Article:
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Dawn: Effects of ‘hidden hunger’ can lead to poor health, say experts

PESHAWAR: Panelists at an interactive session have demanded of the policymakers to take concrete measures to overcome the malnutrition, hunger and food insecurity issues in the country and achieve sustainable development goals-2 (zero hunger) as per global commitments.

They also called upon media to play its effective role in implementation of development agenda.

The session titled “Smart policymaking on eliminating hidden hunger” was held under the auspices of Mishal Pakistan, an NGO, at Peshawar Press Club on Thursday.

The speakers included Mishal Pakistan chief executive officer Amir Jahangir, nutrition expert Dr Ejaz Habib,WFP representatives, Prof Zafar Iqbal, chairman Department of Mass Communication, International Islamic University, Islamabad, and Shabir Wahgra. Besides, representatives of civil society and journalists also attended the session.

The experts said that an estimated two billion people – over 30 per cent of the world’s population – suffered from deficiencies in essential vitamins and minerals.

“Hidden hunger” is how health experts often refer to micronutrient deficiencies because most people affected do not show the visible physical symptoms and hence may not be aware of their condition, they added.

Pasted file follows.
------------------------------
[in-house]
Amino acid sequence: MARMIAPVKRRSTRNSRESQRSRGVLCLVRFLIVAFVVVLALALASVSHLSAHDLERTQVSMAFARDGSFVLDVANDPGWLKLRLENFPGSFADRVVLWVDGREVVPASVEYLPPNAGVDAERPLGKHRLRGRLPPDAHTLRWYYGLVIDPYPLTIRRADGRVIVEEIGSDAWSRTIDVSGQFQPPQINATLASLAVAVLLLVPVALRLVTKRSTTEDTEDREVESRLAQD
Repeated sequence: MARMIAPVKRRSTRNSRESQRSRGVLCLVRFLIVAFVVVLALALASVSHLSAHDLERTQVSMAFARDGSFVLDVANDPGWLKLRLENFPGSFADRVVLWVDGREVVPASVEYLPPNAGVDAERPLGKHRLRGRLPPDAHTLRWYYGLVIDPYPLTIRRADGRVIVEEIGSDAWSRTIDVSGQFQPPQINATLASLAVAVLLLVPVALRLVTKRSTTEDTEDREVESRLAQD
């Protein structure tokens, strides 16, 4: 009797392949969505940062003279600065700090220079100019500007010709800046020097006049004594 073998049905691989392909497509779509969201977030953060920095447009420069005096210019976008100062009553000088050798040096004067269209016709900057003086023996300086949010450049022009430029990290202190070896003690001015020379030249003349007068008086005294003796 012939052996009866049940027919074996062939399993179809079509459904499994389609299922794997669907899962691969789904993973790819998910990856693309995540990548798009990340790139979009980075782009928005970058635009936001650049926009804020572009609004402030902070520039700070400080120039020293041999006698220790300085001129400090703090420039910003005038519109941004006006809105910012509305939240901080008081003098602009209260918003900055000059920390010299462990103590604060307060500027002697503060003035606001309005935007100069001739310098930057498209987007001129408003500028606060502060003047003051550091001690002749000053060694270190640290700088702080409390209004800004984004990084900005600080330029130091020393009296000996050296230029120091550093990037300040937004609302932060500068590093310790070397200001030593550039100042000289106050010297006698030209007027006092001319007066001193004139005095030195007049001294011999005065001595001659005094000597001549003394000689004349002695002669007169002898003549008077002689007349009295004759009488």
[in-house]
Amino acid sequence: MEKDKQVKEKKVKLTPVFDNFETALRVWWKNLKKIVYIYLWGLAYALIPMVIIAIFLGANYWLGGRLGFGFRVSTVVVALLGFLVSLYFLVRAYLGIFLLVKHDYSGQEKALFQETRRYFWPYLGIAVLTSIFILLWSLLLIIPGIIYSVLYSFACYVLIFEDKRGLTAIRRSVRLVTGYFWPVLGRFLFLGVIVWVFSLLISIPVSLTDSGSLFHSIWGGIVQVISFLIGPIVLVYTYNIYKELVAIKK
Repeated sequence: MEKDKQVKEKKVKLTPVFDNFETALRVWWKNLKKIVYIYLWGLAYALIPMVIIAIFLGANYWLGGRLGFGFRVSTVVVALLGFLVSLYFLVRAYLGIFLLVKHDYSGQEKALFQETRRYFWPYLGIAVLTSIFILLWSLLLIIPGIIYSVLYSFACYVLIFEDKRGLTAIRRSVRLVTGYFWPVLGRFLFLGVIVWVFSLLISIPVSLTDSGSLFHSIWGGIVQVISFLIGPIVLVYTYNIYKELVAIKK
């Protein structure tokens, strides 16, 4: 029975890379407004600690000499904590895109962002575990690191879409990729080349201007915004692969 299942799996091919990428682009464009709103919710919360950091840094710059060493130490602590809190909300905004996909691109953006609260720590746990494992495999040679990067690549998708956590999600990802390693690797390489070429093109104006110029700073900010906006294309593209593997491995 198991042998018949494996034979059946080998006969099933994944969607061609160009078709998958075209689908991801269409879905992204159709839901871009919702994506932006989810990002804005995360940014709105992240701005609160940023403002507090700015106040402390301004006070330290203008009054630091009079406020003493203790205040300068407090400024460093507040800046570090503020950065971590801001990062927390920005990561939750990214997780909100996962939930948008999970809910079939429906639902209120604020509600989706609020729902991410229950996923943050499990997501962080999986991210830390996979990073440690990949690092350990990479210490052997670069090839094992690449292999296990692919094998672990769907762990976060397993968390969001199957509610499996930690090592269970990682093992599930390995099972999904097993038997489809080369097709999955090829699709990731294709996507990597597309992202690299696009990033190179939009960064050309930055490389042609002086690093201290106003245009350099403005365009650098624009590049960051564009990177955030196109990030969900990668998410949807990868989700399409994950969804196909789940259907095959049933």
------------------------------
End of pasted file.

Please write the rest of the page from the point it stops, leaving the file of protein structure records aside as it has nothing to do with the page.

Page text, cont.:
They said that effects of “hidden hunger” could be devastating, leading to mental impairment, poor health, low productivity and even death.

They said that its adverse effects on child health and survival were particularly acute.

“Zero Hunger” is one of the 17 global goals that make up the 2030 Agenda for Sustainable Development.

Dr Habib, nutrition focal point of the WFP, briefed the participants about the current situation of “Hidden Hunger”.

Per capita monthly cost of nutritious diet varies throughout Pakistan; in Punjab it is Rs2,061, Sindh Rs2,306, Balochistan Rs2,415, and Rs2,152 in Khyber Pakhtunkhwa, he said, adding that proper diet was still out of the reach of an ordinary citizen.

He said that media could play a crucial role in raising awareness among the communities and various stakeholders relevant to this important issue.

Prof Iqbal and Shabir Wahgra said that almost 24 per cent of the population in Pakistan was suffering with “Hidden Hunger”, while stunting and malnutrition were immediate challenges faced by the society.

Earlier, a session was held with the lawmakers on Smart Policy Making at the Khyber Pakhtunkhwa Assembly. The session focused on a more harmonised mechanism to ensure service delivery to the citizens.

Published in Dawn, July 7th, 2017


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